arrived. He had a fleeting glimpse of the scoundrel Drummond, apparently on the other side of a see-saw, watching him delightedly from outside; then, with a dreadful groan, he snatched his new basin, just supplied by a phlegmatic steward, from the scoundrel next him, who had endeavoured to appropriate it.
"Walk right in, Mr. Green," said Hugh, as, three hours later, they got out of a taxi in Half Moon Street. "This is my little rabbit-hutch."
He followed the American up the stairs, and produced his latchkey. But before he could even insert it in the hole the door was flung open, and Peter Darrell stood facing him with evident relief in his face.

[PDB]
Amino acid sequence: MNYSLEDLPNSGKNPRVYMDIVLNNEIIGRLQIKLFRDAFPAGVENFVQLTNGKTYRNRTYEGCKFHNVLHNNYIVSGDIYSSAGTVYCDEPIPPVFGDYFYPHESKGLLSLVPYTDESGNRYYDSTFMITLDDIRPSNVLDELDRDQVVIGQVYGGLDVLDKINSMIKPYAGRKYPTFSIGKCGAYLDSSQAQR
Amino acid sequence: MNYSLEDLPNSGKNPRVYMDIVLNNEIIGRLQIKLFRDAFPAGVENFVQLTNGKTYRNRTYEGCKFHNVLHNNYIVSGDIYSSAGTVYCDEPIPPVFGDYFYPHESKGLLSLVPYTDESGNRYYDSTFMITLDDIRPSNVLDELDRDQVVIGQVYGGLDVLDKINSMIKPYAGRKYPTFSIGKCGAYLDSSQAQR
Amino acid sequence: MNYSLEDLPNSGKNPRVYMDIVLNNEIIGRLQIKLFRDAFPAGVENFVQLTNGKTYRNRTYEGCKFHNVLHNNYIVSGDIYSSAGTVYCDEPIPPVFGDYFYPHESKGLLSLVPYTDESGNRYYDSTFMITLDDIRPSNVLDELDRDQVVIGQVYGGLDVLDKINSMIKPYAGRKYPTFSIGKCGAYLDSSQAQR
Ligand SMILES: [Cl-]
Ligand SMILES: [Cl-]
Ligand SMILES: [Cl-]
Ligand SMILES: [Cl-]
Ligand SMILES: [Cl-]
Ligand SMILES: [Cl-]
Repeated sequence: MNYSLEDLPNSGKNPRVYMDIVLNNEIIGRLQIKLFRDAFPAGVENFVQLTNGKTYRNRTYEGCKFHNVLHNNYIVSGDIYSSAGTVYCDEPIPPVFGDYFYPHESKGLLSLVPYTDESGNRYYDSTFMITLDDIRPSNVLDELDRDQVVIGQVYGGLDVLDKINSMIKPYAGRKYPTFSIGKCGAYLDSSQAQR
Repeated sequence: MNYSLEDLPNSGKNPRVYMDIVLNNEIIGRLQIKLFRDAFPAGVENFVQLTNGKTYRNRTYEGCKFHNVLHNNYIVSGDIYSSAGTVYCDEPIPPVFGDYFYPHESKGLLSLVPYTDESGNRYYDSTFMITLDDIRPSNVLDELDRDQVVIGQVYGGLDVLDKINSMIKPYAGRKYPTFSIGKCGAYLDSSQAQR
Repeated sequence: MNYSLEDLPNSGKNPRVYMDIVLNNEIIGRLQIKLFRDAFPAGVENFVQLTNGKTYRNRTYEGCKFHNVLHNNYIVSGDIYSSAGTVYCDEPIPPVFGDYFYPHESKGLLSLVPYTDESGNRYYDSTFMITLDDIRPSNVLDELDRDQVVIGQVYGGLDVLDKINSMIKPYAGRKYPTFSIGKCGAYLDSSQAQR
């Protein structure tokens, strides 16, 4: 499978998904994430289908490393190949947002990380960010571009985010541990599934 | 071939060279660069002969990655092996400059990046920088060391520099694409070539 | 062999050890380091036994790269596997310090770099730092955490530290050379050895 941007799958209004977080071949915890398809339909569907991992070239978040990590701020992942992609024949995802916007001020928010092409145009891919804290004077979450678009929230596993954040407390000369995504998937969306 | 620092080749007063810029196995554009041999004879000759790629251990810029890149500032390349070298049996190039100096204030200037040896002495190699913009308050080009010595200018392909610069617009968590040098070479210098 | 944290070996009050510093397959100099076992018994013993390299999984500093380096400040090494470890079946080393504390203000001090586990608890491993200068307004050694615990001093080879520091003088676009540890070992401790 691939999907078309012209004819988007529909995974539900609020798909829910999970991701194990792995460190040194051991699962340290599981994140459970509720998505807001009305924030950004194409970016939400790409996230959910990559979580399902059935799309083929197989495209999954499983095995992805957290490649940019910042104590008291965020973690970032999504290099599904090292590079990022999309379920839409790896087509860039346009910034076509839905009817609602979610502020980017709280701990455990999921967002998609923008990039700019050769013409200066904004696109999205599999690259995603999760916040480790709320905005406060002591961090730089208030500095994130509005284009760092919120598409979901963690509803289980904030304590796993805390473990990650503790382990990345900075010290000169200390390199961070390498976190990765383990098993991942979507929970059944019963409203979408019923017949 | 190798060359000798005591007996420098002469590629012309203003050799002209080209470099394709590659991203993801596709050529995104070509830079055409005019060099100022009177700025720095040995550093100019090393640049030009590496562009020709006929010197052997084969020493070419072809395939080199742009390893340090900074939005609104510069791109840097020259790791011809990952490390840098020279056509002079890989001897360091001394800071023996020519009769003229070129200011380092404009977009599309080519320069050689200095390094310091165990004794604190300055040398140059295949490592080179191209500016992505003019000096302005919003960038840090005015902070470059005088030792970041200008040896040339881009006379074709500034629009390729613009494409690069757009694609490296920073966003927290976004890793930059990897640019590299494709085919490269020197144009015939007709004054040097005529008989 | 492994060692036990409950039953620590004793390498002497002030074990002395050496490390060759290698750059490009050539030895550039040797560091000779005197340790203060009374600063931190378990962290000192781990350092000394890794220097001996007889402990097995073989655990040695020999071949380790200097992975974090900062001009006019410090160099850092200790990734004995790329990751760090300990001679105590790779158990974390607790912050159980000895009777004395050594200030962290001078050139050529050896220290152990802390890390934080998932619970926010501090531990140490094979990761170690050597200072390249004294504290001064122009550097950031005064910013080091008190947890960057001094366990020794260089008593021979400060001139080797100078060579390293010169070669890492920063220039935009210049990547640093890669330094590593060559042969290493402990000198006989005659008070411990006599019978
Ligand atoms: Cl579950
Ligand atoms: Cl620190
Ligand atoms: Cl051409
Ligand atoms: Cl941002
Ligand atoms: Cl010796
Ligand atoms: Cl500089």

"Thank the Lord you've come, old son," he cried, with a brief look at the detective. "There's something doing down at Godalming I don't like."
He followed Hugh into the sitting-room.
"At twelve o'clock to-day Toby rang up. He was talking quite ordinarily—you know the sort of rot he usually gets off his chest—when suddenly he stopped quite short and said, "My God! What do you want?" I could tell he'd looked up, because his voice was muffled. Then there was the sound of a scuffle, I heard Toby curse, then nothing more. I rang and rang and rang—no answer."
"What did you do?" Drummond, with a letter in his hand which he had taken off the mantelpiece, was listening grimly.